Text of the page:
Table of Contents
History reveals that during middles ages when Rome Empire fell, the church and institutions of learning (universities) were dominant and unifying factors. In particular, these social institutions (church and university) used music to focus on God and the role of education in the society. That said, this paper will examine how church and universities impacted music in medieval times in Paris.
Medieval Church Music in Paris
The western music history can be traced to religious and social developments which occurred during the medieval time (476 AD -1400 AD). Because of the church purpose during the medieval times, sacred music was more prevalent since the church ensured that spread of music was its responsibility given to it by God. Starting with the Gregorian chant, music in church developed into Organum (polyphonic music) that was performed in the 12th century in Paris. Most musicians at this time were trained in church, and the church had financial muscles of buying fantastic stuff such as paper where music could be written. The church wanted to make music that would make God happy, not hungry. The musicians had a massive task of adhering to specific rules of the church with regards to singing and composition of Music and doing otherwise revealed that one was entirely against God and deserves punishment.
The early Christians got their music from Byzantine and Jewish religious chant. The Christian plainchant was known to be monophonic (made up of one melody without harmonic support (Bergeron, 1998). The majority of melodies can be defined by any of the Greek modes, some of them sound entirely different than the minor/major scales in peoples ears currently (Hiley, 1995). The melodies were seen to be wandering as they are free and dictated by liturgical texts of Latin on which they are founded. The chants got embellished and developed along different lines in different areas. It is believed that Pope Gregory 1 (590-604) decided to codify them in the 16th century and establish common usage across the western church.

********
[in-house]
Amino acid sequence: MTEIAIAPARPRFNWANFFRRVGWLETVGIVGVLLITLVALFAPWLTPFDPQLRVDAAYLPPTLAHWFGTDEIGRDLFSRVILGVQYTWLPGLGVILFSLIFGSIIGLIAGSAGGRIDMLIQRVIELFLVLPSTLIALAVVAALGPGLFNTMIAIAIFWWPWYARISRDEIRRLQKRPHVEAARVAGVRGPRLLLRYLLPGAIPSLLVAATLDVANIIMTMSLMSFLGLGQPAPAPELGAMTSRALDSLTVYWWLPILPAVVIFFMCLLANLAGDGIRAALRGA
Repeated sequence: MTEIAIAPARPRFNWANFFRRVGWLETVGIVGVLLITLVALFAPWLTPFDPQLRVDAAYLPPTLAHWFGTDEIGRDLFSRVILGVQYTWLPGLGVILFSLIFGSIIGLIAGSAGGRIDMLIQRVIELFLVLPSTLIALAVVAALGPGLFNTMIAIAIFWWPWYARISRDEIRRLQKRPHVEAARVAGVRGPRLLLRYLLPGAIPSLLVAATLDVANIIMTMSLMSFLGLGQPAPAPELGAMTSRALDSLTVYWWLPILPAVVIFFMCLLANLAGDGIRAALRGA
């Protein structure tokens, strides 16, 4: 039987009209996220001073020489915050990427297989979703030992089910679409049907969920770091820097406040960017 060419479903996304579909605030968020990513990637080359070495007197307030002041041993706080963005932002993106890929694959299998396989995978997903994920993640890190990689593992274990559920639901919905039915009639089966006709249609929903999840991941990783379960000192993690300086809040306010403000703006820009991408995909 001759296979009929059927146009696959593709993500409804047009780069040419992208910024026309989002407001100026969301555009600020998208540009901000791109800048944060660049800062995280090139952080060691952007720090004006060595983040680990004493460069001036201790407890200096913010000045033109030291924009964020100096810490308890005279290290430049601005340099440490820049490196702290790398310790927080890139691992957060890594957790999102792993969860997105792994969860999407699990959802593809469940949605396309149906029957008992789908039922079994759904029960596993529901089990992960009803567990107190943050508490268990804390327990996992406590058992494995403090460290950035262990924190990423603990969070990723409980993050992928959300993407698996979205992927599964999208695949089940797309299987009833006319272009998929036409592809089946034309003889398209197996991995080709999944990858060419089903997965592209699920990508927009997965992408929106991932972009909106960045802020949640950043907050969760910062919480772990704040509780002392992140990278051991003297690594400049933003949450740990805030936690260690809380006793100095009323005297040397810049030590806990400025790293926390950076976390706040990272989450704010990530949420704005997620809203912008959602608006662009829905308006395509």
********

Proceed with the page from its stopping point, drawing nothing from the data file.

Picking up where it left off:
Pope Gregory 1 (590 -604) ordered the music to be set based on modal scale, and such is how they got their name. The chant rhythm replicates text as it would be performed and spoke in a capella and unison. In an aspect, melodic lines were linear. The chant was known to be either syllabic where every syllable received one melismatic or note where some notes could be asked to every syllable. Melismatic chants were used in stretching the text expression to draw attention towards the Almighty God (Apel, 1990). Melody was understood to be monophonic, and voices were softer and louder including soprano and bass which created a sense of calmness, joy, and sadness.
The music had particular rules which include what could be accepted in the chanting of prayers. Chanting at this time was called Plainchant, and it is mostly called the Gregorian chant. Such was standardized for purposes of promoting church unification throughout Europe, and to get rid of the pagan tendencies (Bergeron, 1998). Around, 900, the church allowed some simply harmony. Such was because singing one part from time to time was boring or because monks failed to sing in tune (Apel, 1990). The harmony was made in either low, continuous note or drone while the main melody could be composed at the exact time.
The church dominated the music industry during the middle ages, and it permeated almost all aspects of the lives of people. But with time, the church influence started declining because of the political struggle of the French revolution (1789 – 1799) that leads to reforms in church forcing it not to fully observe the monastic traditions. Because the Gregorian chants were linked to the church, its popularity started to reduce leading to loss of many medieval musical notations. Another challenge during the medieval time was associated with the rise of secular music that secularised the Gregorian chant by adding trancelike appeal changing it entirely to something c classical Roman chant.
However, despite the fact that there was a decrease in popularity experienced by the Gregorian chant, presently is seen as among the oldest music forms actively listened to by many people across the world. Moreover, the many changes underwent by the Gregorian chant brings out its uniqueness as it is not possible to attribute it to any particular event, empire, or nation.
Learning Music in the University Paris